2015 GSA Annual Meeting in Baltimore, Maryland, USA (1-4 November 2015)

Paper No. 61-10
Presentation Time: 4:00 PM


CRONIN, Vincent S., IAPG-International Association for Promoting Geoethics, Rome, 00143, Italy; Geology Department, Baylor University, One Bear Place #97354, Waco, TX 76798-7354, Vince_Cronin@baylor.edu

Ethical behavior is essential to science. Why, then, is geoethics so poorly represented in the curriculum of most geoscience programs? Do we hope students will develop as ethical geoscientists through osmosis? Geoethics is a core concept in geoscience. We must become much more intentional in our approach to developing student knowledge of geoethics.

The American Geosciences Institute (AGI; www.americangeosciences.org) recently revised its Guidelines for Ethical Professional Conduct, with input from member societies. Individual geoscientists are expected under the Guidelines to -- among other things -- be honest, responsible, respectful, act with integrity, separate facts/observations from interpretations, estimate uncertainty, admit errors, and provide full attribution of the sources of their information (data, ideas). The Guidelines also describe geoscientists’ collective responsibility to "protect public health, safety, and welfare, and to enhance the sustainability of society," to provide society with clear information about resources and hazards, and for stewardship of Earth. If these are our expectations, geoethics must be incorporated in undergraduate geoscience courses.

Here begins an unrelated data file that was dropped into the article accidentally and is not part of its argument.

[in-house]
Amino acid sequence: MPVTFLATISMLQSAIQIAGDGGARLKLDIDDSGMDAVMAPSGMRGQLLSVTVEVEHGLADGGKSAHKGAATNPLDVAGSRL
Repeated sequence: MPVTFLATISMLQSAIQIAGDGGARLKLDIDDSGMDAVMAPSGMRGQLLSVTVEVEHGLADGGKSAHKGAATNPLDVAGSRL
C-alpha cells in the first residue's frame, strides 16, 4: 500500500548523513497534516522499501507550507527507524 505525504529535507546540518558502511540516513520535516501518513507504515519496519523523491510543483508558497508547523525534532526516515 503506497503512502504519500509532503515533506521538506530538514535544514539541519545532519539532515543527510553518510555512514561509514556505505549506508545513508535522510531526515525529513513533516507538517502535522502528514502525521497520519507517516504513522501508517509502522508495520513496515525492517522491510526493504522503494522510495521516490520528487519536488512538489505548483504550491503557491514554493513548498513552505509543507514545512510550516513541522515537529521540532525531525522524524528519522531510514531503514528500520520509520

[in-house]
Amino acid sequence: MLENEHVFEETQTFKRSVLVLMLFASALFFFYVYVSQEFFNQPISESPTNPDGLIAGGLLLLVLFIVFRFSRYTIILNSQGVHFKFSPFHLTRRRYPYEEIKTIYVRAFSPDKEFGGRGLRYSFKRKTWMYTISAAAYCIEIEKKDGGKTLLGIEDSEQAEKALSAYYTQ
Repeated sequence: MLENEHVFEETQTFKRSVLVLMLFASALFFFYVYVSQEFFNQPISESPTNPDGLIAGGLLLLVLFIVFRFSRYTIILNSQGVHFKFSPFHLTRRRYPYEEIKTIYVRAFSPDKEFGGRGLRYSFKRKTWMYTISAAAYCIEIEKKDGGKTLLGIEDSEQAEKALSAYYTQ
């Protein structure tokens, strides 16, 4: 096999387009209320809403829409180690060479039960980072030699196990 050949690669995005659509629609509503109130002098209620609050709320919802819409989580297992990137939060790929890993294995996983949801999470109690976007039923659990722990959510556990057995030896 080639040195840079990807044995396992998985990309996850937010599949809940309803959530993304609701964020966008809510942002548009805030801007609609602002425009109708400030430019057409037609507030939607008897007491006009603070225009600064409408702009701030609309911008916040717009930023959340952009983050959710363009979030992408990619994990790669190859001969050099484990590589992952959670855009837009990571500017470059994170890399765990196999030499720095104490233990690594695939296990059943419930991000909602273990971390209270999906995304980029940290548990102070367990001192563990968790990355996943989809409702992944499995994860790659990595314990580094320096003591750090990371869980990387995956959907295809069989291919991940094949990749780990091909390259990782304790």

An introductory lab course in physical geology is ubiquitous in American colleges offering geoscience at any level, making it a perfect vehicle for familiarizing students with geoethics. For geoscience majors, an early introduction to geoethics establishes a foundation for continued moral growth through subsequent coursework. We should teach students from the beginning how to participate in geoscience in an ethical manner, and to include estimates of uncertainty in our results. For the non-major, consideration of geoethics can deepen their understanding of science, and can illumine the relationship of geoscientists to society. Undergraduates exist a world saturated by marketing, where half-truths and outright falsifications are common. Geoscience, on the other hand, is an enterprise that seeks the most reliable understanding of our planet based upon reproducible observations, responsible assessment of uncertainty, and testable hypotheses. The antidote to misinformation and misconceptions is knowledge, and only reliable knowledge is useful in a society that faces critical environmental challenges.